Adrian Morley says England will need to close down his Warrington Wolves team-mate Lee Briers if they are to make a winning start to their Gillette Four Nations campaign against Wales at Leigh Sports Village tomorrow. 

Veteran prop Morley has identified the 33-year-old stand-off as Wales’ biggest threat as the 100-1 outsiders look to make an impact on their tournament debut.

Briers, who is a year younger than his Wolves captain, won only one Great Britain cap - against France in 2001 - but is a proven competitor on the big stage, having starred for his country in a World Cup semi-final and for his club in a cup final at Wembley. 

“He’s the most experienced player out of the whole squad,” said Morley. “It’s great that he gets the chance to play in a tournament like the Four Nations.

“He’ll be the danger man. I know him probably better than most. He’s a terrific player with some fantastic skills so we’re going to have to watch him.

“He’s gone very well this year. He’s looking after himself a lot better now. He really has been influential for the Warrington side.”  

A Briers-led Wales will play with passion but logic, as well as history, is against them. 

Scrum-half Ian Watson, who turned 35 yesterday, is the only player who was born the last time Wales won in England, a 6-2 success at Headingley in the 1977 European Championship. 

Coach Iestyn Harris was at centre in Wales’ last victory over England, an 18-16 triumph in the 1995 European Championship at Ninian Park, but they have lost seven in a row since then and it would be a major upset if that run was to come to an end tomorrow. 

Briers claimed this week that Wales were being ignored in the build-up to the tournament but Morley insists England are treating them with respect. 

“We’re certainly not writing them off,” he said. “They’ve got some really tricky players, Lee Briers in particular.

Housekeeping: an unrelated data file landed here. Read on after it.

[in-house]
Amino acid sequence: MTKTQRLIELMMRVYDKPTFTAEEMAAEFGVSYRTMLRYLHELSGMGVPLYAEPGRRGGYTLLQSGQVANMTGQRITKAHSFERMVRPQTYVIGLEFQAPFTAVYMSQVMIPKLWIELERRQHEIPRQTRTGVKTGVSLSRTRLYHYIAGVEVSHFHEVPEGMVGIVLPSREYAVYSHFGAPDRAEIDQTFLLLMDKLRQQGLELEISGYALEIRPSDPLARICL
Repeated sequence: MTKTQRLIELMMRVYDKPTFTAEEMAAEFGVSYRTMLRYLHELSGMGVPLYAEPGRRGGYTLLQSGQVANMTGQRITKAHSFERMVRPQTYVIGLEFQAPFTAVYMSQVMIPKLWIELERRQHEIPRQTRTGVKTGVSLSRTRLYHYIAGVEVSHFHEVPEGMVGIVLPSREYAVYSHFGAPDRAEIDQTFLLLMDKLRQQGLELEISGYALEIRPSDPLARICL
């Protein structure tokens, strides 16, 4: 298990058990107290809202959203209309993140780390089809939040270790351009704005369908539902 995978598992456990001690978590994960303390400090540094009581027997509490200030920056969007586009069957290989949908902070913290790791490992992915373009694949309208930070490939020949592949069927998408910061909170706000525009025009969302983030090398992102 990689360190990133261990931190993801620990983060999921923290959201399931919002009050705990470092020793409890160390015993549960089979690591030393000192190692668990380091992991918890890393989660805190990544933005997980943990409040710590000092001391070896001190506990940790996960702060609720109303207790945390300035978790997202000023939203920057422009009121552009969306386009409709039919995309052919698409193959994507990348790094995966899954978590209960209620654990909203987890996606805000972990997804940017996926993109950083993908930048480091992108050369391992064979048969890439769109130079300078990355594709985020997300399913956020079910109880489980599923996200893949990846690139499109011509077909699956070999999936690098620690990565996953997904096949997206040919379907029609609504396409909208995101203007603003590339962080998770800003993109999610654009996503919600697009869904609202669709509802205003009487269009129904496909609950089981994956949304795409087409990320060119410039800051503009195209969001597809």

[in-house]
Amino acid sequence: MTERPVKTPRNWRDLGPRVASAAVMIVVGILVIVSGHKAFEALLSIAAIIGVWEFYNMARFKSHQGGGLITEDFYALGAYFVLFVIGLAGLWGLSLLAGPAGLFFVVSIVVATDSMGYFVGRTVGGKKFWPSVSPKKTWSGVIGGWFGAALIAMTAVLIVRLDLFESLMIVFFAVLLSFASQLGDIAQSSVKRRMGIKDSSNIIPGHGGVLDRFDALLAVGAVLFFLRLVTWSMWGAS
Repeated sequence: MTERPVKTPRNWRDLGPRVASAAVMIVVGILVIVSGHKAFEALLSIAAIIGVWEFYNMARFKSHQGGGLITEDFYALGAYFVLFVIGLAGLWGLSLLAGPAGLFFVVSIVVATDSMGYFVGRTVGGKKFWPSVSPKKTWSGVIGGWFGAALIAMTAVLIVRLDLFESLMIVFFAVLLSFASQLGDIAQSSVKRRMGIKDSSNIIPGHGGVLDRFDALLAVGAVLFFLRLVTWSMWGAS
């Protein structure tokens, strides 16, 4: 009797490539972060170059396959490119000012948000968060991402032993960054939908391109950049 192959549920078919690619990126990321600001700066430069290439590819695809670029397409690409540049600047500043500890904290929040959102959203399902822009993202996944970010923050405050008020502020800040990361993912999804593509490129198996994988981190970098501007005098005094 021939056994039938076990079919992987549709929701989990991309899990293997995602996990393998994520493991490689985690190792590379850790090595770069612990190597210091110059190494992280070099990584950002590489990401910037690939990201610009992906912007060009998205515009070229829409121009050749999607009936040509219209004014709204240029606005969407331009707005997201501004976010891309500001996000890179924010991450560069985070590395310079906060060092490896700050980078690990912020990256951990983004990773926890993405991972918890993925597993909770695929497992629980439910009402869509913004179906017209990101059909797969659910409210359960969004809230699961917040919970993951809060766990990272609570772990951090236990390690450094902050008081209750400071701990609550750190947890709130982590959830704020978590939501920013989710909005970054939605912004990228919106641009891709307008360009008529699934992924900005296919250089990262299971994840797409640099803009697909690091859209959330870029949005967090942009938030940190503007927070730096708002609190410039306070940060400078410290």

“We’re preparing for a tough game. They’re going to be very spirited. If you go into any game under-done you’ll be in for a rude awakening. We’ll treat them with the respect they deserve.”  

Morley, who made his international debut in 1996, has been blown away by the professionalism of the England camp, in particular the meticulous attention to detail that has gone into their preparations for the Four Nations, and says there will be no excuse if the team come up short. 

“It’s light years ahead of what it used to be like in terms of professionalism,” said Morley, who was among a host of players released by their Engage Super League clubs to attend a series of elite training camps during the season. 

“When I first started playing first team there was a big drinking culture, a bit of old school, which I enjoyed to a degree. 

“But when the Super League era came along that went out of the window and year on year it’s getting more professional and the facilities are getting better and better at club and certainly international level. 

“We can’t have any excuses with the preparation we’ve had. We’re definitely giving ourselves the best possible chance. 

“The boys are not being pampered but, if they need anything, the management sort things out the best they can. Everything is in place; we just need to convert that now into performances.”  

Morley, who has a Welsh grandmother and briefly considered playing for Wales alongside brother Chris in 2000, has been one of the cornerstones of the England pack for a decade and reckons the 2011 Four Nations could provide a major breakthrough for the sport in this country. 

“If we could win it, I think it would be a huge shot in the arm for the game of rugby league,” he said. 

“I’ve played for a very long time and only ever won one Test series (against New Zealand). I’ve come up short a number of times.

“For me personally, it would be fantastic and it would put us on the map as a sport. People would take notice of us which is what we want.